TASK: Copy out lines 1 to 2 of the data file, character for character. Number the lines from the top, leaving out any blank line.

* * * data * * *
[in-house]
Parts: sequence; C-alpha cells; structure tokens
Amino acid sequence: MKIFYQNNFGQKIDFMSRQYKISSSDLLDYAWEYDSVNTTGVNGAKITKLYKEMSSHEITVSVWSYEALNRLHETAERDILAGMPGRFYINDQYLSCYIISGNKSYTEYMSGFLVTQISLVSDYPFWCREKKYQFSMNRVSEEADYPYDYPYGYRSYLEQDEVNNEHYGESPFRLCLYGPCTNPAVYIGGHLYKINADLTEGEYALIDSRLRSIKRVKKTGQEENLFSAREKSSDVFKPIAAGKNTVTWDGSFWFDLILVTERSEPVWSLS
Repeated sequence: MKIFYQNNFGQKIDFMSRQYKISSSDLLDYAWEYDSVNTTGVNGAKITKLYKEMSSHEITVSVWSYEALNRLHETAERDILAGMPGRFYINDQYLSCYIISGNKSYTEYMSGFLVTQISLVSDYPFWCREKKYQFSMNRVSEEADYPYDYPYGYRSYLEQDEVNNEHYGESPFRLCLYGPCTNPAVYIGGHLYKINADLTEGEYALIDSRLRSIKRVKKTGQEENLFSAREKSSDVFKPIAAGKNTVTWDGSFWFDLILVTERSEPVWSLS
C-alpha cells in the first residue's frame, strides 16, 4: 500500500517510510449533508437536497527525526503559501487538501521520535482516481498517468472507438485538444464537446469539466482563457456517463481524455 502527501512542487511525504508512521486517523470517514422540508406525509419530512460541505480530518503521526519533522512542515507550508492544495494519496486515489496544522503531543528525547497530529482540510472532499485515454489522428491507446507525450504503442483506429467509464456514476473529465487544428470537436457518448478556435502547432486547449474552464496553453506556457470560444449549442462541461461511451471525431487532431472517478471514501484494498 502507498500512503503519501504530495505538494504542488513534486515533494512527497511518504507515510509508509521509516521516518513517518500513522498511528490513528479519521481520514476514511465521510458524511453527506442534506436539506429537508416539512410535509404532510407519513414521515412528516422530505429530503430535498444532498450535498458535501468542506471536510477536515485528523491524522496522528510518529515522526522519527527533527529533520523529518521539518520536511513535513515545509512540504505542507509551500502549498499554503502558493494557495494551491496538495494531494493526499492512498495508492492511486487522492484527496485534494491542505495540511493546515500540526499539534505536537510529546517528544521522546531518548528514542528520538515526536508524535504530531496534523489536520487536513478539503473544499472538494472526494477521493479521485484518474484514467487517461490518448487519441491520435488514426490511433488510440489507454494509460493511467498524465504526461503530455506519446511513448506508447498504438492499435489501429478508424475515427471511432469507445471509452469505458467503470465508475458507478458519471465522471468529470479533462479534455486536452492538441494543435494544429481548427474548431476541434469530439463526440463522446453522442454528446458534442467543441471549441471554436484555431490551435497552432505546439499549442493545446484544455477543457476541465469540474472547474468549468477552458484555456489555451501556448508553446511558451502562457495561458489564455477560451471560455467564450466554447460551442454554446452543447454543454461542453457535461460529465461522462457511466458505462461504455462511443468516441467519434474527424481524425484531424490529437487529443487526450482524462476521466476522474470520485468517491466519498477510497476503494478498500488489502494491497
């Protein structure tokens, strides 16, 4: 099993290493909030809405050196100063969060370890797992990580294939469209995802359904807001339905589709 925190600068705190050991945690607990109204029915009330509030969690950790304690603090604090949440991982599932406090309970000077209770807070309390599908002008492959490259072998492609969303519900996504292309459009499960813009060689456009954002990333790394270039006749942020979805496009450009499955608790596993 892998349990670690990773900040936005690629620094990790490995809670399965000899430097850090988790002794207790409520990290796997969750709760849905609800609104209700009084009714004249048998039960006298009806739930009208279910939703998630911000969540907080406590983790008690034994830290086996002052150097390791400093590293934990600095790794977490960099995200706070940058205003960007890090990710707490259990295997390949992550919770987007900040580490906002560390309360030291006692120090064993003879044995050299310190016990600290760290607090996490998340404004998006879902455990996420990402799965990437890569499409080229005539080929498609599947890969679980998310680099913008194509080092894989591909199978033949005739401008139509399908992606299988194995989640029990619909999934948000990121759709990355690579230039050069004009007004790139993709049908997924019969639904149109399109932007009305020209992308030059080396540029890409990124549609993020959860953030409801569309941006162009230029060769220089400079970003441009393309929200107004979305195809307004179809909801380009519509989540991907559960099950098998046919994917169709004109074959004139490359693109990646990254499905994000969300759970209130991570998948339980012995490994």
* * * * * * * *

[in-house]
Parts: sequence; C-alpha cells; structure tokens